By Imtiaz Shah
KARACHI, Apr 14 (Reuters) Sporadic trouble erupted in the Pakistani city of Karachi today and traders kept businesses shut after Sunni Muslim groups called for a strike to protest against the killing this week of 57 people at a prayer meeting.
A suicide bomber targeted a congregation of more than 15,000 Sunni Muslims, Pakistan's majority sect, celebrating the birthday of the Prophet Mohammad at a city park on Tuesday.
''The city is closed and there were reports of some minor skirmishes,'' said Salahuddin Haider, spokesman for the government of Sindh province.
''But no major incidents of violence have been reported.'' No group has claimed responsibility for Tuesday's attack and investigators have still to narrow down a list of suspects that includes militant groups from sectarian, separatist and ethnic groups, as well as al Qaeda-linked Islamists.
The attack on the Sunni community was the worst ever in Karachi, Pakistan's largest city and its commercial capital.
Buses stayed off the streets after angry young men torched at least three vehicles overnight. They burned tyres in some neighbourhoods and threw stones at vehicles to force people to heed the strike call.
The Jamaat-e-Ahle Sunnat, a religious group of the dominant Barelvi Sunni Muslim sect, which organised the Tuesday gathering, called for a countrywide strike to mourn the dead.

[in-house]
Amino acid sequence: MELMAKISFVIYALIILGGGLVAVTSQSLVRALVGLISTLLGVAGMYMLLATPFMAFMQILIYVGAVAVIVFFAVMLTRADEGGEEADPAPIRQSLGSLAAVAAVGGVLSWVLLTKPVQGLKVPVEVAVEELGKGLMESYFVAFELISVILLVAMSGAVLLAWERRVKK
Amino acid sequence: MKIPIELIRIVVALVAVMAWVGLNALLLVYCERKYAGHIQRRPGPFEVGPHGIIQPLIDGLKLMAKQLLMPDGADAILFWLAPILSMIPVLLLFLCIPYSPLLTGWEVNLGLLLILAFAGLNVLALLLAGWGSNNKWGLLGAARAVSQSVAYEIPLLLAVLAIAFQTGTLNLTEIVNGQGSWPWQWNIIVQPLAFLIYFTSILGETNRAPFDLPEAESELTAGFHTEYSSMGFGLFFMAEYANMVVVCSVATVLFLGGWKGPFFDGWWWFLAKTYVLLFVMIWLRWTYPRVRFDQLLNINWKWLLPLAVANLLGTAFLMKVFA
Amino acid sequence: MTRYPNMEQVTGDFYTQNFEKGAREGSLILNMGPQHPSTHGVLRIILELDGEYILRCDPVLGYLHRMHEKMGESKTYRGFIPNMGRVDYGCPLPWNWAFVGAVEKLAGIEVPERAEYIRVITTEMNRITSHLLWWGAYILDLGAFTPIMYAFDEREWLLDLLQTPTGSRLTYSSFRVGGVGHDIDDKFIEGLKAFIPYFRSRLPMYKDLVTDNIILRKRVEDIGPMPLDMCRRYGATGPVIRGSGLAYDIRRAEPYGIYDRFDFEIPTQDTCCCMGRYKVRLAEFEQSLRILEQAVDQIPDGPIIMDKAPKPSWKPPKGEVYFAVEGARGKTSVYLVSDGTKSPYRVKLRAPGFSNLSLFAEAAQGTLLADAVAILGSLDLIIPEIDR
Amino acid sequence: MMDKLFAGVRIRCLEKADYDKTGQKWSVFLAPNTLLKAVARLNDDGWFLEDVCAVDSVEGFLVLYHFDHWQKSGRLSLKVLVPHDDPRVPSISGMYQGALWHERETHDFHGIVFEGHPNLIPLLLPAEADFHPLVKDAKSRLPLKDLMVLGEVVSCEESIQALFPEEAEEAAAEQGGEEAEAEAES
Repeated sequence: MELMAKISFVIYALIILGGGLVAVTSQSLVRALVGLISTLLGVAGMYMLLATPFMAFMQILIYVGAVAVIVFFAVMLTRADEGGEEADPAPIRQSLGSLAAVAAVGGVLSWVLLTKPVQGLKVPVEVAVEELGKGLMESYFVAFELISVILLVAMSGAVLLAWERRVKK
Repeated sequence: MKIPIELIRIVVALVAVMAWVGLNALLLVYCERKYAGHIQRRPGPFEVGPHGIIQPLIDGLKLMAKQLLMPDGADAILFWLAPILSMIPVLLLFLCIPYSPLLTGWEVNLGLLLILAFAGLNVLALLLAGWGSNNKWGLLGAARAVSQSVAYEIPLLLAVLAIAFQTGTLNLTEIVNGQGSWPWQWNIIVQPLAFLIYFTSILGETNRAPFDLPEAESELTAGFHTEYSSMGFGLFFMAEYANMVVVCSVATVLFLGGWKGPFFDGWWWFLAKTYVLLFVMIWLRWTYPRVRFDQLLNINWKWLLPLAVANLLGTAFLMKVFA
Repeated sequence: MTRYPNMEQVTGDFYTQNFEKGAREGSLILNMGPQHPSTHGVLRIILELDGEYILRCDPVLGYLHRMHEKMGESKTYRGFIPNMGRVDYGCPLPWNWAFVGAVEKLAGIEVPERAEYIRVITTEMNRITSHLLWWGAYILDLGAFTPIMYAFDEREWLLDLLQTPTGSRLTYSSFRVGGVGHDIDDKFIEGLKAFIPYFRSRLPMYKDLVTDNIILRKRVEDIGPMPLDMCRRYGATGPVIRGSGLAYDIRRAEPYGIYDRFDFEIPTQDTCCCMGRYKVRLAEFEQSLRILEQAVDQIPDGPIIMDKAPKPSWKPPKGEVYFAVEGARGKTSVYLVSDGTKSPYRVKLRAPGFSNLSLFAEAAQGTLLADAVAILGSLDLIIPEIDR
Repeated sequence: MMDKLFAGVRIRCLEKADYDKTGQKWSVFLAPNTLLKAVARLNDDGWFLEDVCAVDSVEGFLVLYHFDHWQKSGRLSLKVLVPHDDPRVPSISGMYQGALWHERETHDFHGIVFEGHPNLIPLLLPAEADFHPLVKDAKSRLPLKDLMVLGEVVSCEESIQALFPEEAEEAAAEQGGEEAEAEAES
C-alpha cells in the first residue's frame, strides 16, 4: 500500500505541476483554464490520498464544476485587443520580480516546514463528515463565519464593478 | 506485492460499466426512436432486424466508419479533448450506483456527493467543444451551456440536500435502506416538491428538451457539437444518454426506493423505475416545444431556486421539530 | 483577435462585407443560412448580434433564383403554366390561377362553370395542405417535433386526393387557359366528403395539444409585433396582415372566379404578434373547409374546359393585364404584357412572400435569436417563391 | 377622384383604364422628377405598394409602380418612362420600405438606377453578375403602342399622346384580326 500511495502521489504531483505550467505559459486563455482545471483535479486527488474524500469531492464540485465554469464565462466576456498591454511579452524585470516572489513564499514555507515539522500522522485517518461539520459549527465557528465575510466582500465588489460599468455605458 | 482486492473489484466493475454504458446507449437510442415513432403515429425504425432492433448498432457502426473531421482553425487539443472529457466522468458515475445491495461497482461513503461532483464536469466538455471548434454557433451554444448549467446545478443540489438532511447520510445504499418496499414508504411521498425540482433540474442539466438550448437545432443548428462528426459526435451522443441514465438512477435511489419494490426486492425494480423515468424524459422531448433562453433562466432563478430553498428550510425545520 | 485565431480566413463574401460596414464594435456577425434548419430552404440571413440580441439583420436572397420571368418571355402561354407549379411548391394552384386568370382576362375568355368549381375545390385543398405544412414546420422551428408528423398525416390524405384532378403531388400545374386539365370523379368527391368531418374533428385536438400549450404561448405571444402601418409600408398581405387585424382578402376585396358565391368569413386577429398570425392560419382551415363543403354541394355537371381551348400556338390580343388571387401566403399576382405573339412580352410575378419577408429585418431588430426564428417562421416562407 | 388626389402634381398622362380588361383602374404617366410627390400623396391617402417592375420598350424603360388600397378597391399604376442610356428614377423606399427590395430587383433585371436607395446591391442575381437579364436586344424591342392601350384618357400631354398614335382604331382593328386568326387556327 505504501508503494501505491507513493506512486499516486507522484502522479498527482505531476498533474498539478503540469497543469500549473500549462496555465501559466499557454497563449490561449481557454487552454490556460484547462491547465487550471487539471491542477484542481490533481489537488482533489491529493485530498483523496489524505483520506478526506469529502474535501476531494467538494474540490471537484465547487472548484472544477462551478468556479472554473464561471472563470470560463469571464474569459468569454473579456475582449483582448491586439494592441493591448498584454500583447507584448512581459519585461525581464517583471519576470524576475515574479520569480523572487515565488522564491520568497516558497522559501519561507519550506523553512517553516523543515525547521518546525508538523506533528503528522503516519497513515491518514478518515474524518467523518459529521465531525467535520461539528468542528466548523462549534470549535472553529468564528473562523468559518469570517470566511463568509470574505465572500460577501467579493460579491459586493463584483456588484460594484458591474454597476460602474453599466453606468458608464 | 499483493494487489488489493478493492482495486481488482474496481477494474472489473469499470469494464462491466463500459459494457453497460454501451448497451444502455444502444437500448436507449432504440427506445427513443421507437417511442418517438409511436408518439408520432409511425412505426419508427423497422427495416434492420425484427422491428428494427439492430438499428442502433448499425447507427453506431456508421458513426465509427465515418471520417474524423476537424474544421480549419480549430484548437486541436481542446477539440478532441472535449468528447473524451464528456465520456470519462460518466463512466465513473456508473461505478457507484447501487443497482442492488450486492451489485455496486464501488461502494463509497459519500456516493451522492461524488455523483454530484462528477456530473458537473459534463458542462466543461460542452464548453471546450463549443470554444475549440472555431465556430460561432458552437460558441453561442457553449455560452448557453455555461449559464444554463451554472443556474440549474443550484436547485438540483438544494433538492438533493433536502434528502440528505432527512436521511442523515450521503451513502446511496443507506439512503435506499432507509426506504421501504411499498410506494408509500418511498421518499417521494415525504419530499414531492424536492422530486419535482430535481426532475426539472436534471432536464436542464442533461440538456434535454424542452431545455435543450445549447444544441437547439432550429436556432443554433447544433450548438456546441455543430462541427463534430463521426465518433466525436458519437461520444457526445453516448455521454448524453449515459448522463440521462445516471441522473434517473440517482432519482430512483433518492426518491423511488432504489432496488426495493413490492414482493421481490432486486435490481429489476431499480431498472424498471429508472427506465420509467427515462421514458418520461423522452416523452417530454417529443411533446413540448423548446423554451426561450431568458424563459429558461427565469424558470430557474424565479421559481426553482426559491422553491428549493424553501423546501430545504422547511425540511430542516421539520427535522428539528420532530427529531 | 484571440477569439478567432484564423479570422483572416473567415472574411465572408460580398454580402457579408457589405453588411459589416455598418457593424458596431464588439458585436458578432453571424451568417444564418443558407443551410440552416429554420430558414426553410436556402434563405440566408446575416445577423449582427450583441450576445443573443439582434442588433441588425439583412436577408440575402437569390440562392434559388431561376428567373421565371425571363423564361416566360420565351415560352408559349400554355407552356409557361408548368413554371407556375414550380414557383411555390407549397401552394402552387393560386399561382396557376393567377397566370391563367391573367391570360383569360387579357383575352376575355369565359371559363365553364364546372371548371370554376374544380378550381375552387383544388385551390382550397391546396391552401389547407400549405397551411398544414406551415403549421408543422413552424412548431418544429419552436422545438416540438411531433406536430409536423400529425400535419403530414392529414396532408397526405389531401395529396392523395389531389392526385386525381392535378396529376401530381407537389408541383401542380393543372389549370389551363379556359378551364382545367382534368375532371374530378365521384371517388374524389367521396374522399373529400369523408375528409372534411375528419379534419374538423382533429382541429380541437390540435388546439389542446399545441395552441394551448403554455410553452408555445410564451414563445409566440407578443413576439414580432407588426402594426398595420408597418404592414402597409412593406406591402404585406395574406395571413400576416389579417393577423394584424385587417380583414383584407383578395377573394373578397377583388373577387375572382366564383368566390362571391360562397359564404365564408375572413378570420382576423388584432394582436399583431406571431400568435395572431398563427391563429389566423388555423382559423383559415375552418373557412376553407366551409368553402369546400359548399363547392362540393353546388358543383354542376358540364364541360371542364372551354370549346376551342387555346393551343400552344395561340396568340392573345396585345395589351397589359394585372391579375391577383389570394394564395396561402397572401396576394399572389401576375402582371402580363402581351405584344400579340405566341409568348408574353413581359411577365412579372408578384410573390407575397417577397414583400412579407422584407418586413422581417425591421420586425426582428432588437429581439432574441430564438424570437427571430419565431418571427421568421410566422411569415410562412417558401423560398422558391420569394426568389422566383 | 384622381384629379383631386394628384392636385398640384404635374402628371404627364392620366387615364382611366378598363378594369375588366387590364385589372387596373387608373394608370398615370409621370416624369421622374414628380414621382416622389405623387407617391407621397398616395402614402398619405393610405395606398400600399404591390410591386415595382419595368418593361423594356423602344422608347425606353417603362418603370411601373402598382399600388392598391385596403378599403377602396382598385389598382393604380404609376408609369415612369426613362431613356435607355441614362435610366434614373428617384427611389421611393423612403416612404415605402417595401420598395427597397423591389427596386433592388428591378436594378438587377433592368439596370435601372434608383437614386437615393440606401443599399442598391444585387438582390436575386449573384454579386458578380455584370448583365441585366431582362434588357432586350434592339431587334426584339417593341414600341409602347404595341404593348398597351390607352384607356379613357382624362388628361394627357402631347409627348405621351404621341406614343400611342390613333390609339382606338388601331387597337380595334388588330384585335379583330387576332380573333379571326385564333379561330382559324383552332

Streets in many parts of Karachi were deserted and the situation in many other parts of Sindh province was the same, residents said.
Police and other security forces stepped up patrols in parts of the city, including in the vicinity of mosques, which were due to hold weekly Friday prayers.
''We have deployed an extra 2,500 policemen, in addition to the 5,000 normally on duty, and have increased patrols,'' said senior police official Mushtaq Shah.
The Karachi stock exchange functioned normally, with the KSE 100 share index up 0.33 per cent at 1320 hrs IST.
PHOTOGRAPH Police released a photograph of the bearded, bloodied head of a suspected suicide bomber yesterday and said a DNA test would be carried out in the hope of identifying the attacker.
Suicide bombing has become more common in Pakistan.
Militants, angered by President Pervez Musharraf's support for the US-led war on terrorism, have used suicide bombers in attempts to kill both the president and his prime minister.
Police were also questioning a wounded Shi'ite Muslim, and looking for an Afghan he said had accompanied him to the park on Tuesday.
Several other people had been ''detained for debriefing'', said Interior Ministry Secretary Syed Kamal Shah.
''We are pursuing investigations very rigorously but as such, there has been no headway so far,'' Shah said.
REUTERS KD RS1419